The smell of Greek food haunted many on Sept. 23 and 24 as they waited outside for the Transfiguration Greek Orthodox Church’s annual Greek Food Festival.The food line reached all the way out and around the building.
As Weber State University continues their 14th annual Greek Festival, this is also the 14th year it’s been scheduled to coincide with the church’s own annual community Greek Food Festival that has been going on for over 30 years.
“Our culture is important to us, as is our faith,” said Father Mario Giannopoulos, who has been the Priest of the Transfiguration Church for three years. “This festival gives us an opportunity to be able to do the things that a lot of the people did in their villages before they came over, and just share with the community at large.”
Approximately 10,000 people show up every year within the two days the festival is held. The festival is also the main fundraiser of the church, supporting the Parish and its youth programs that hold several activities during the year.
“People don’t know what Greek food is until they come to our festival,” said Angie Bolos, an active church member who was in charge of the creation of all the Greek pastries that were sold at the festival. “It keeps our church going, supports our charities and brings the community together.”
The festival takes about two months to prepare and is all run on volunteer work. The Parish is a small church community, but the people do all the work, from organizing the event to preparing all the food. Most of the food that is served at the festival is also donated by local businesses that help the cause.
The festival has other attractions beside its famous food, including game booths put together by the church’s GOYA (Greek Orthodox Youth of America) for children that attend the festival, the performance of traditional dancers and church tours, where Father Mario Giannopolis talks and answers religious questions.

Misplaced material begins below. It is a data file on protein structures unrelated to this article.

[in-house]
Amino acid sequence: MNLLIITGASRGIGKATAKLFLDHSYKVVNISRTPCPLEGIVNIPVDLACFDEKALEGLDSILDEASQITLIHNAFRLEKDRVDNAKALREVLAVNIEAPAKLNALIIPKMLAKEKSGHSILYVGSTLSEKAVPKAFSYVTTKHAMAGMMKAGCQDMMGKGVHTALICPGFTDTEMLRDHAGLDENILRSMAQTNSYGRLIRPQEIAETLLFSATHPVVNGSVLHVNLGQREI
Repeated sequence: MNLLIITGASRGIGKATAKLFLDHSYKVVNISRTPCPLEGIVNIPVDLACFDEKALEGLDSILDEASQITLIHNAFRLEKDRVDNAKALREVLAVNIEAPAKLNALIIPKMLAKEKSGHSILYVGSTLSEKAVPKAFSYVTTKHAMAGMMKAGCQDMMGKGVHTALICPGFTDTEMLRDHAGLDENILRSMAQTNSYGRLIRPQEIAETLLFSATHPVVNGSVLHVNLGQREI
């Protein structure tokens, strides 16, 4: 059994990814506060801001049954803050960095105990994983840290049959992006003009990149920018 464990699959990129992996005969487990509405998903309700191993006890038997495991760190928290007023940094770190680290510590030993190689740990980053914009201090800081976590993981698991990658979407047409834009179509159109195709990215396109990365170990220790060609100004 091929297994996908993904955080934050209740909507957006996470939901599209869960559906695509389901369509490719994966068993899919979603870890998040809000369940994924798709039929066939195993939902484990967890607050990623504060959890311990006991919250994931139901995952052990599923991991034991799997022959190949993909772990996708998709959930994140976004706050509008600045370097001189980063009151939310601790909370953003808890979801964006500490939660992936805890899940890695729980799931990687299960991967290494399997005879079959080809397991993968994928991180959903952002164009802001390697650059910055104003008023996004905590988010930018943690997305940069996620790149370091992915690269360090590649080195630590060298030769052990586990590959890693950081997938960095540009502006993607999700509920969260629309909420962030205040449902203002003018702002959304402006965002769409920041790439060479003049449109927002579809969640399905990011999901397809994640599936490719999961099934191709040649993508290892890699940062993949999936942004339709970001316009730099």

“I believe it has a positive impact because, everything that you see, all the time that it takes to prepare everything, it’s all done by the same volunteers that make sure it gets out to the people,” Giannopolis said. Giannopolis even helped carve racks of lamb in the back in full priest garb, in between giving the church tours.
In the beginning of the festival’s history, all the events and food preparations were done in the small basement of the church’s main building as a fundraiser. In the late 1970’s, a Community Center was added to the church in order to have classrooms for the Sunday School classes and host the ever-growing public that attended the yearly festivals.
The festival is heavily anticipated, not just by the general Ogden community, but specifically by WSU students as well.
“It’s important for the community to be involved because they put so much work and effort into this,” said Kayla Whitney, a senior at WSU who had returned to the Greek food festival for the second year in a row.
Whitney had stated she enjoyed this year particularly because she had gotten to watch the dancers perform, and also try the traditional Greek scone called Loukoumathes for the first time. Her view of the Greek cultural atmosphere is that it is filled with lively and friendly people who “love to share their culture.”
“I think even more people need to come to it,” Whitney said. “Even though the lines were bigger than last year, even more need to make it because it’s such a good turnout and a positive environment.”
Though the festival only comes once a year, students with more interest in the Greek Orthodox religion or who may want to become involved in the festival process for next year may contact the Transfiguration Orthodox Church at (801) 399-2231.
“Seeing all these people here enjoying themselves, saying how good it is, makes it all worth it,” Bolos said.